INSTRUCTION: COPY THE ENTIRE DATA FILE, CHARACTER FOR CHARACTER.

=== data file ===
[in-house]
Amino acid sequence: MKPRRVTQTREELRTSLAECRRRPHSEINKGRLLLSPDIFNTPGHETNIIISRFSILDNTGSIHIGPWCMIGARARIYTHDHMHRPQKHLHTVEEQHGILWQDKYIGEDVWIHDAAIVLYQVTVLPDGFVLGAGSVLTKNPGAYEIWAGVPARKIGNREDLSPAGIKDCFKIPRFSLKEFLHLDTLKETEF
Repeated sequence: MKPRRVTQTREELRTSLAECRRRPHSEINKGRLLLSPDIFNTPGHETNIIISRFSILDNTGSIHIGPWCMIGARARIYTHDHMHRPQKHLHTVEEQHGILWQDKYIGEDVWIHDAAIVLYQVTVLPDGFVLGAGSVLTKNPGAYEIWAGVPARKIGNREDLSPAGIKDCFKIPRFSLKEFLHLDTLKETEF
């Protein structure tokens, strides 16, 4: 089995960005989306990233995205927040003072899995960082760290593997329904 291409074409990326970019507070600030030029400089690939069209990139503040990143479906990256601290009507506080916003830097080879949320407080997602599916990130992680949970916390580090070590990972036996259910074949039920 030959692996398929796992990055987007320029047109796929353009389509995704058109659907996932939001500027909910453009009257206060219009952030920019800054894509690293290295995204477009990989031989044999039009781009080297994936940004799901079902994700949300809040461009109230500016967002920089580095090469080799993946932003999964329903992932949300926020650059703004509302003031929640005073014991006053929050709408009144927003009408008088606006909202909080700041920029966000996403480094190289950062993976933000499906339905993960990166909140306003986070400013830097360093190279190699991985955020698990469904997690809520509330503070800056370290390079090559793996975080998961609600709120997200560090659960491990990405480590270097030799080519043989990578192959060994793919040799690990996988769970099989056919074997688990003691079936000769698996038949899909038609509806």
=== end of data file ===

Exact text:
[in-house]
Amino acid sequence: MKPRRVTQTREELRTSLAECRRRPHSEINKGRLLLSPDIFNTPGHETNIIISRFSILDNTGSIHIGPWCMIGARARIYTHDHMHRPQKHLHTVEEQHGILWQDKYIGEDVWIHDAAIVLYQVTVLPDGFVLGAGSVLTKNPGAYEIWAGVPARKIGNREDLSPAGIKDCFKIPRFSLKEFLHLDTLKETEF
Repeated sequence: MKPRRVTQTREELRTSLAECRRRPHSEINKGRLLLSPDIFNTPGHETNIIISRFSILDNTGSIHIGPWCMIGARARIYTHDHMHRPQKHLHTVEEQHGILWQDKYIGEDVWIHDAAIVLYQVTVLPDGFVLGAGSVLTKNPGAYEIWAGVPARKIGNREDLSPAGIKDCFKIPRFSLKEFLHLDTLKETEF
């Protein structure tokens, strides 16, 4: 089995960005989306990233995205927040003072899995960082760290593997329904 291409074409990326970019507070600030030029400089690939069209990139503040990143479906990256601290009507506080916003830097080879949320407080997602599916990130992680949970916390580090070590990972036996259910074949039920 030959692996398929796992990055987007320029047109796929353009389509995704058109659907996932939001500027909910453009009257206060219009952030920019800054894509690293290295995204477009990989031989044999039009781009080297994936940004799901079902994700949300809040461009109230500016967002920089580095090469080799993946932003999964329903992932949300926020650059703004509302003031929640005073014991006053929050709408009144927003009408008088606006909202909080700041920029966000996403480094190289950062993976933000499906339905993960990166909140306003986070400013830097360093190279190699991985955020698990469904997690809520509330503070800056370290390079090559793996975080998961609600709120997200560090659960491990990405480590270097030799080519043989990578192959060994793919040799690990996988769970099989056919074997688990003691079936000769698996038949899909038609509806």